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A graduate of Chinatown CDC’s youth program herself, Jennifer Chan knows how empowering these projects can be. PHOTO BY GEORGE E. BAKER JR

The New Generation
Creating leaders of tomorrow who care about Chinatown today

For children and young adults who participate in Chinatown Community Development Center’s (Chinatown CDC) Youth Leadership Development, the experience can be life-changing.

“You see freshmen who are shy and quiet, and by the time they are graduating they’ve become president of the youth program or are going to City Hall to talk about pedestrian safety and how that’s affecting our community,” said Jennifer Chan, who is the RAD Resident Services Manager at Chinatown CDC and also an alumna of the youth program.

“The transformation over time as they become young men and women is amazing,” said Chan. “When you give kids ownership and an opportunity to learn, they will surprise you and devote a lot of time and energy to what they’re doing.”

Chinatown CDC’s youth program consists of three major projects, all youth-organized and youth-led. The oldest is the Adopt-an-Alleyway, which was started by Norman Fong in 1991 with eight students from Galileo High School. Chinatown’s 40 alleyways were in really bad shape: They were covered in graffiti, dumping grounds for trash and furniture, and home to rats and other vermin. They began regular clean ups and alleyway sweeps. Since most of Chinatown’s alleys were not considered city streets designated for cleaning, Chinatown CDC created the Chinatown Alleyway Master Plan to get the city to clean the alleyways. In addition to regular workathons and clean ups, AAA added a new program in 2000 called the Chinatown Alleyway Tours (CATs), which was initiated by former Supervisor Jane Kim.

“The kids decided to do the tours to give contemporary history and an understanding of why Chinatown was built the way it was,” Chan said.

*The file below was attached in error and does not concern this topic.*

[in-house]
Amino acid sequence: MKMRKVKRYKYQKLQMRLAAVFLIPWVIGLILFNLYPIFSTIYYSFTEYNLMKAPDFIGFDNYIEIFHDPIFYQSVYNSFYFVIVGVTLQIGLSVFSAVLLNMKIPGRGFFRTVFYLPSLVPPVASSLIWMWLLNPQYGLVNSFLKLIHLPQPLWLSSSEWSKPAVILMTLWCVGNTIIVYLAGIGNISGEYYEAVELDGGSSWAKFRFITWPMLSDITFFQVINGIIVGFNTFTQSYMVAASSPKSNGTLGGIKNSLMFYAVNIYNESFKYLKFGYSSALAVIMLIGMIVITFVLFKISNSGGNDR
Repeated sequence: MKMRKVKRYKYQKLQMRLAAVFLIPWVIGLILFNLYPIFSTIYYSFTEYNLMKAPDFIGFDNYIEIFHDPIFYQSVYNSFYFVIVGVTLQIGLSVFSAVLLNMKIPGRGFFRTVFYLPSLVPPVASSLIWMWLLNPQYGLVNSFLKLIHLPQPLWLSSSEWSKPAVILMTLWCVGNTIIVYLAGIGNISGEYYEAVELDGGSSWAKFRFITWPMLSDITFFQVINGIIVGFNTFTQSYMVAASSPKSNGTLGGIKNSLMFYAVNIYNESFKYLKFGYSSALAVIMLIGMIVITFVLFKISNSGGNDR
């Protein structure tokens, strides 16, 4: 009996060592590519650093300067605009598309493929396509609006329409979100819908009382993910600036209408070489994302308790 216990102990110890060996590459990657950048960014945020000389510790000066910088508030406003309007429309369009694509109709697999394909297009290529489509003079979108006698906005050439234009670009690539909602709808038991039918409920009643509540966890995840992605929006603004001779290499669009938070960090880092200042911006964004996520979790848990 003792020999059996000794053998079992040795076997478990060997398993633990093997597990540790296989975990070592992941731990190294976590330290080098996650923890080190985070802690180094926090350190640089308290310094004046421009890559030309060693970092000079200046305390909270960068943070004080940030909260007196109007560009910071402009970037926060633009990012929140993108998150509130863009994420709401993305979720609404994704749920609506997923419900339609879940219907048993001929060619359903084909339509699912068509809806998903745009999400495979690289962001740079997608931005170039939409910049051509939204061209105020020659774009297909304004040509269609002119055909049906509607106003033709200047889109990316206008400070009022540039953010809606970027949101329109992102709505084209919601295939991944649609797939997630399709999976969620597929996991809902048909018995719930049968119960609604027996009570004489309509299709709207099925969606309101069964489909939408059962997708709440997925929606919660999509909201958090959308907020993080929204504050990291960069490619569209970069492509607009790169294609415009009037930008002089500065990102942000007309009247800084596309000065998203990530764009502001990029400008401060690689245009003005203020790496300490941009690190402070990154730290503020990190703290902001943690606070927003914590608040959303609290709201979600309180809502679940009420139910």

The nonprofit’s Youth for Single-Room Occupancy (SRO) project puts youth in charge of social activities for the community’s SRO seniors, keeping these residents engaged and motivating them to get out of the house.

“The youth come up with cooking and crafting projects,” Chan said. “And they get to learn the history of their lives, especially from the seniors.”

The last project, Super Sundays, is the biggest. These town hall meetings are attended by more than 1,000 community members, and help from younger participants is key for a well-functioning event.

“While the adults are in the meeting, the youth team provides child care with activities,” she said. “In the past our youth have received a grant to conduct science experiments to do with the kids.”

Students who come to the youth program to fulfill a school requirement or spruce up their college application, end up staying for years or never end up leaving at all.

“Obviously I’m still here,” said Chan. “A lot of young people come back on staff. They believe in the heart and mission of Chinatown CDC.”

How is Chinatown CDC offering young people intensive involvement in community issues? Find out here.

Article by Thea Marie Rood. Published in What Does It Take to Save a Neighborhood?


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